While the breed is known for having “litters of lambs”, the ewes rarely require assistance in giving birth. The lambs are born small – mostly head and legs – which contributes to lambing ease. However, within just a few days they turn into beautiful, plump lambs. It is important to provide ample protein during the 3rd trimester of gestation through lactation to insure development of the lambs in utero and adequate milk production in the ewes. (Development of the lamb’s wool and the follicles which produce it, begin in utero!) Finn ewes are good mothers, doting on their lambs. They should produce enough milk to raise two lambs and often can raise three, if fed properly.  Additional lambs can be raised as bottle lambs, on self-feeding stations, or can be left with the mother and supplemented with milk replacer made for lambs.

Finnsheep – in Color

Fleece from a fading black

Fleece from a “fading black”Photo courtesy Firefly Fields Finnsheep 

The majority of Finnsheep in the U.S. are white, since the original group of Finnsheep imported into North America were all white.  However, some carried a gene for solid color (black or brown) and some carried the gene for spotting (piebald).  Because white is most dominant, it is fairly easy to breed out the expression color,  if one wishes to have only white sheep.  Eventually, through breeding different combinations of the original sheep, solid black or brown color and piebald spotting began to be expressed. Solid color animals often fade to very attractive lighter black/grey or brown shades as the sheep age. Throughout the years, a few of the US breeders have produced genetic browns, greys and fawns from the original bloodlines brought into North America in the 1960′s.  Until recently, these numbers were small and the sheep scattered across the country.  This made it difficult to combine the  lines for test breeding, though great progress has been made in recent years.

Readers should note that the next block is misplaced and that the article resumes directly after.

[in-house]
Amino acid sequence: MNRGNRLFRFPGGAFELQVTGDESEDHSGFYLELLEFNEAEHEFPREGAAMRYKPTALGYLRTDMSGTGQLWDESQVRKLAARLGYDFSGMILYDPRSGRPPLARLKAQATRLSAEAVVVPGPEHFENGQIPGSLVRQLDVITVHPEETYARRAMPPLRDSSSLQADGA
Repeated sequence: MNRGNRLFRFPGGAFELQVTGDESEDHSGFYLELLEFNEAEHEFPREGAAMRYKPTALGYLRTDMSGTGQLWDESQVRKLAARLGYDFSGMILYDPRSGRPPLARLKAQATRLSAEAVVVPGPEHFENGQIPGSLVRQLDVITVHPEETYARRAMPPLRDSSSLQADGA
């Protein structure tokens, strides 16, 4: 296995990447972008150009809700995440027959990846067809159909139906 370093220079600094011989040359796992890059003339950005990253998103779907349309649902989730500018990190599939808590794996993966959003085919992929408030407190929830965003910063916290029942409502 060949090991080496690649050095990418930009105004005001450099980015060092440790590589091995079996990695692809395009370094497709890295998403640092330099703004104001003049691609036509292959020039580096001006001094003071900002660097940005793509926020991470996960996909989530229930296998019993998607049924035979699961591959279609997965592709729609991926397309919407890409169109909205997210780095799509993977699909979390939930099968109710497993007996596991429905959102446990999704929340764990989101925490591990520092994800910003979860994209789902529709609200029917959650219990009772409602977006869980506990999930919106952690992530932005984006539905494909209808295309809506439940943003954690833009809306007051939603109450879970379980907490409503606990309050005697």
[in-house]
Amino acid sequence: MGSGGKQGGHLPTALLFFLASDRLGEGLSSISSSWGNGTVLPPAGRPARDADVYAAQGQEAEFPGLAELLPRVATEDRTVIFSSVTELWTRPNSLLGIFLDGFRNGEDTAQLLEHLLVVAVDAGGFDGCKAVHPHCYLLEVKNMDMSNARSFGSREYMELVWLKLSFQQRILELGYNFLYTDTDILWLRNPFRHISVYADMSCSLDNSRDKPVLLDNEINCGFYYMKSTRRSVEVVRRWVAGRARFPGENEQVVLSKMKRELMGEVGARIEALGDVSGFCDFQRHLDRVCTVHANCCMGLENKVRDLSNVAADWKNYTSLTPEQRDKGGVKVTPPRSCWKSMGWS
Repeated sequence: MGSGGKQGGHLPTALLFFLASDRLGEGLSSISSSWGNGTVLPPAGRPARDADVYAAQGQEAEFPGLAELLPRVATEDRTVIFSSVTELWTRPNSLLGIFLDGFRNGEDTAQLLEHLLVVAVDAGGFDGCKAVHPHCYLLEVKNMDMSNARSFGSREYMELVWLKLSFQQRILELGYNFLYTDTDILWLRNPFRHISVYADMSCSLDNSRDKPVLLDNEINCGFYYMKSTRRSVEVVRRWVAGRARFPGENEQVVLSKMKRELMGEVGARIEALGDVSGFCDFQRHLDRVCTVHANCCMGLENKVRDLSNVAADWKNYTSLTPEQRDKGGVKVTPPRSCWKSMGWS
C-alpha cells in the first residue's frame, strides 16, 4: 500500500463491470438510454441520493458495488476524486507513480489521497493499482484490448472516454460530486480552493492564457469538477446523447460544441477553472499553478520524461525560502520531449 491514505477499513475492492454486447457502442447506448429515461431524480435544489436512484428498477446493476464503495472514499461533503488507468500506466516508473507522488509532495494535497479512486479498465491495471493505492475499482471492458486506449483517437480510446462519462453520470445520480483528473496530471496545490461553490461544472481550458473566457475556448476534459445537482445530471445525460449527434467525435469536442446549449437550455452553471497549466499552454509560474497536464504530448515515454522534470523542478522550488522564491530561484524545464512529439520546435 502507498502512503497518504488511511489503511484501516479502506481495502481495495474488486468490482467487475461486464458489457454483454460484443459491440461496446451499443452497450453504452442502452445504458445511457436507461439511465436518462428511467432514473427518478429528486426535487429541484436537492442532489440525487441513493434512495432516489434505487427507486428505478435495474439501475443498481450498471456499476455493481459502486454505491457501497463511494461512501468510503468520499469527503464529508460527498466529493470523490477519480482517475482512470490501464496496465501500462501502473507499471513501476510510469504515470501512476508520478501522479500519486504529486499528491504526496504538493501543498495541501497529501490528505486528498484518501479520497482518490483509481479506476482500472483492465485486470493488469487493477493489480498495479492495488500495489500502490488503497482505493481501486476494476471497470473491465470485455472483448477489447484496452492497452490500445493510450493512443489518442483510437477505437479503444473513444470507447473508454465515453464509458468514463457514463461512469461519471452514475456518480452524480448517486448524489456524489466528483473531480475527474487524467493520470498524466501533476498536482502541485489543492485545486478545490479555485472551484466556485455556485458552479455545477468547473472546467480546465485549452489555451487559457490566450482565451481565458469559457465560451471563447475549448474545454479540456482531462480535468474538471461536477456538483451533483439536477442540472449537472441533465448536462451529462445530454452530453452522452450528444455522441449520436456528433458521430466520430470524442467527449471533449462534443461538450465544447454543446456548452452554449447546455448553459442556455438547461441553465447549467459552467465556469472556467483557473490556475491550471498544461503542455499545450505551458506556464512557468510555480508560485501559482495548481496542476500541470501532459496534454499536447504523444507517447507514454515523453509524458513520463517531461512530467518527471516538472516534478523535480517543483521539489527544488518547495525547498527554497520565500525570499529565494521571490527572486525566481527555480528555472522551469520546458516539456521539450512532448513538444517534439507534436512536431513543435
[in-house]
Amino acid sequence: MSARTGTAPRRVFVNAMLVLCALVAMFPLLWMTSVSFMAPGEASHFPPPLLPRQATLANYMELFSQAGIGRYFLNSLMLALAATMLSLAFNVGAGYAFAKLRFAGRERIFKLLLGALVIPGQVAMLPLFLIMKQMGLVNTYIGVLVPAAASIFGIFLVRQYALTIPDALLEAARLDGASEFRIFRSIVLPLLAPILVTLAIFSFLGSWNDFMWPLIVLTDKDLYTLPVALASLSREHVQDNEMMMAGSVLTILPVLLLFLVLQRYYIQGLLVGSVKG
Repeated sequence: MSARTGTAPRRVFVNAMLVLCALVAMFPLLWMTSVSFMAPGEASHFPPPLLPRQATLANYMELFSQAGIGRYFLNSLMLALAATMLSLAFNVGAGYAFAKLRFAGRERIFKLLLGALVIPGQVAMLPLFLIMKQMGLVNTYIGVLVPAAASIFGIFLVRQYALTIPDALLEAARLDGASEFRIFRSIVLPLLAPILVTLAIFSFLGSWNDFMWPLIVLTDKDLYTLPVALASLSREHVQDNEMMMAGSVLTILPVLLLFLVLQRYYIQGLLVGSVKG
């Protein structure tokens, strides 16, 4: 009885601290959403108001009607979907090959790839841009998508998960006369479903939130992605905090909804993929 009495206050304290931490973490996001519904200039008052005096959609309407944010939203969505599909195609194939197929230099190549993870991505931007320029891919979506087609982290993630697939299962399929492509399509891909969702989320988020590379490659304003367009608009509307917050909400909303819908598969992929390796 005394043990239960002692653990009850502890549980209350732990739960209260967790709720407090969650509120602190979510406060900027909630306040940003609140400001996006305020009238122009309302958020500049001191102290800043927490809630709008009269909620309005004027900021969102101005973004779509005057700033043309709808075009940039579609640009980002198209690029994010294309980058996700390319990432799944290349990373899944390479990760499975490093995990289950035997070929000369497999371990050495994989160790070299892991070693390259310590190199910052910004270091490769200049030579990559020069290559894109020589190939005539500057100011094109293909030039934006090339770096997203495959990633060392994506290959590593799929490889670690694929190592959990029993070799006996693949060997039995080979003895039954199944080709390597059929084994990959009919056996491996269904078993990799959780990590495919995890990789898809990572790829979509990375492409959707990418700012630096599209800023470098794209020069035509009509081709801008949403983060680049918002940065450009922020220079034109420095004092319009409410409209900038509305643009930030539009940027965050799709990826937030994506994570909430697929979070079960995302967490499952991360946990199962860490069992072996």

In 1998, frozen semen was imported from Finland with the goal of introducing the genetics for sheep with brown, grey and fawn wool into the US. While these colors are still somewhat rare, they are becoming much more readily available in the U.S. Finnsheep flock.